#FTA Hey. Listen Sometime?


Published on October 1st, 2015
Share This Article:

Hey! So good to see you! Let’s get together.
(It’s never going to happen.)

Hey! So good to see you! Let’s get together next week. 
(Chances are…it’s never going to happen.)

Hey! So good to see you! Let’s get together at Starbucks, tomorrow at 3.
(Chances are…it’s going to happen.)

You know the drill.  If you really want to see someone, you have to make an appointment.  PPM is taking that same life lesson and magnifying it for Program Directors: If you really want someone to listen to you, you have to make an appointment.

Think about your circle of listeners, a wide group of people who share a number of similarities – like listening to you – and a number of differences, including when they listen to you and why. Wouldn’t it be great if you had a way to identify these folks, find out when they listen and specifically what they’re listening for? You do; it’s your station database.

The people who have signed up to get your emails or participate in your online contests and surveys are telling you, “I listen to your station. I’m a fan. Pay attention to me!”  They’re just waiting for your timely and targeted invitations.  Are you sending those invites?  Are you asking these most loyal of listeners to listen, to listen sometime or to listen “tomorrow at 3”?  Here’s the checklist for making sure you’re maximizing your database in order to magnify the value of those invitations:

Grow your Database: It all starts with having a big, vibrant database. Get it by promoting the benefits of registering through steady on-air and on-site promotion. Include a no-hassle sign-up and specific reasons for opting in to your email.  Include links to sign-up throughout your website and on your Facebook page.

Keep Growing Your Database: You can’t stop. White papers suggest databases churn about 30% per year. If you’re not actively growing your database, beware…. basic inertia will kill it. Just like you’re always striving to gain listeners, you need to gain new database members.

Segment Your Database:  Not all database members are created equally. Some listen longer than others. They have different favorite features, artists and listening habits.  The more you know about those differences, the more effective your database becomes. Post surveys to identify the interests of your listeners. Ask about listening habits, favorite artists, free time activities, etc. Gather the critical data that tells you when and why your listeners are tuning in.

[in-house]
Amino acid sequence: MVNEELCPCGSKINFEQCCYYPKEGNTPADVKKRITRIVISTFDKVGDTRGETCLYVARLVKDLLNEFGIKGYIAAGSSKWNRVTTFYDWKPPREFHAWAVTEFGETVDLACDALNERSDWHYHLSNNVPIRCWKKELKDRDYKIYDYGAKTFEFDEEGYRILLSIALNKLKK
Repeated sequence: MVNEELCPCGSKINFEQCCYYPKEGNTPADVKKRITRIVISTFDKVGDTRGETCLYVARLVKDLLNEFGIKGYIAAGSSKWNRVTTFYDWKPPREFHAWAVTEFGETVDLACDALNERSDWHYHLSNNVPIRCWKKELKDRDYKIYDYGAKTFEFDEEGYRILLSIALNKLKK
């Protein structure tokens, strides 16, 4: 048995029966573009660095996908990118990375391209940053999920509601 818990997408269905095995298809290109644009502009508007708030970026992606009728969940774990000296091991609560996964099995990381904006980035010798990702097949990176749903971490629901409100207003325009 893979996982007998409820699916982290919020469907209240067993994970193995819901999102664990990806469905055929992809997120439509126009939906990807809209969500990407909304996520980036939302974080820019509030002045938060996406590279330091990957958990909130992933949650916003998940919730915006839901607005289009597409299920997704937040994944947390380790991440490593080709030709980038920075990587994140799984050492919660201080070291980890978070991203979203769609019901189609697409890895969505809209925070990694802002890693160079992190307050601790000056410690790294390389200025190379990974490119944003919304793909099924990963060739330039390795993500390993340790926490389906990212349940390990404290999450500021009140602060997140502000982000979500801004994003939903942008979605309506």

Make The Appointment:  Use this indispensable data to target email messages to segments of your database.  Featuring a Friday full of Michael Franti? Let the Michael Franti fans know. Just finish up a contest? Alert contestants when to listen for their name.  Follow the example of Next Media’s KBAY, San Jose. KBAY targets emails based on the Favorite Artists of their database members and the contests/surveys their members have participated in.  Different segments get different emails.  Specific listening appointments are set based on what KBAY’s friends like to do and when they like to do it.  What’s the number one station in San Jose you may ask? That’s a no brainer. It’s KBAY!

Use Appointments as Rewards: Database growth and engagement incentives go beyond the tangible tickets and other freebies.  Exclusive information available to members-only is a legitimate benefit with significant upside.  Listeners want to know when to win that trip to Vegas or the $1000 giveaway. Post it on your members’ only web page, include it in your emails.  Drive web page hits and grow open rates while providing inside information on how to win. Access to these appointment-making times becomes another benefit of membership, one in which you and your listeners win.
Triple A The Peak, and Country, JRfm, The Pattison Group stations in Vancouver, post “Listen To Win” times on their database member pages every week.  Only members can access the information.  The result?  Their web page visits have skyrocketed, leading to more listening from database members.

Facebook Rocks: You want to be where your listeners hang out, and they’re hanging out on Facebook in droves. Grow your database and collect deeper information by including links to contests and surveys that allow for the segmentation discussed above.  A post about specific features is appropriate for your fans, but make it conversational and benefit-oriented.  “Be the first to hear the new Linkin Park.  Check it out today at 11:15.”

But Facebook Doesn’t RULE: You can’t abdicate your database building to Facebook.  The level of data you can gather through your station website is deeper, more lucrative and most critically YOURS.  Facebook can start the conversation, but don’t let the focus on Facebook stand between you and a deeper understanding, and therefore deeper relationship, with your listeners.

Tweet it:  Like Facebook, a well crafted Tweet from a personality with a specific time to listen, links to registration, exclusive info and surveys are totally legit.

Don’t completely freak if you haven’t started segmenting your info. There’s still opportunity to drive listening occasions by reminding listeners of special on-air features, programs, artist interviews, morning show events, etc.  The regular station email and Facebook postings should – at least once in copy (and post) – specifically recommend a feature, day and time to listen.
Your friends are the most likely people to take you up on your invitations.  The same is true with your database members. They like you. It’s a large part of why they registered. They’re just waiting for the right invitation, reminding them to turn your station on.

So, do you want to meet? Do you want to meet, soon?  Or meet at Starbucks, Friday at 3?

 

 

[#FTA — From the archives:  each month, we revisit a post from our past to show how some marketing strategies stand the test of time.]

Share This Article: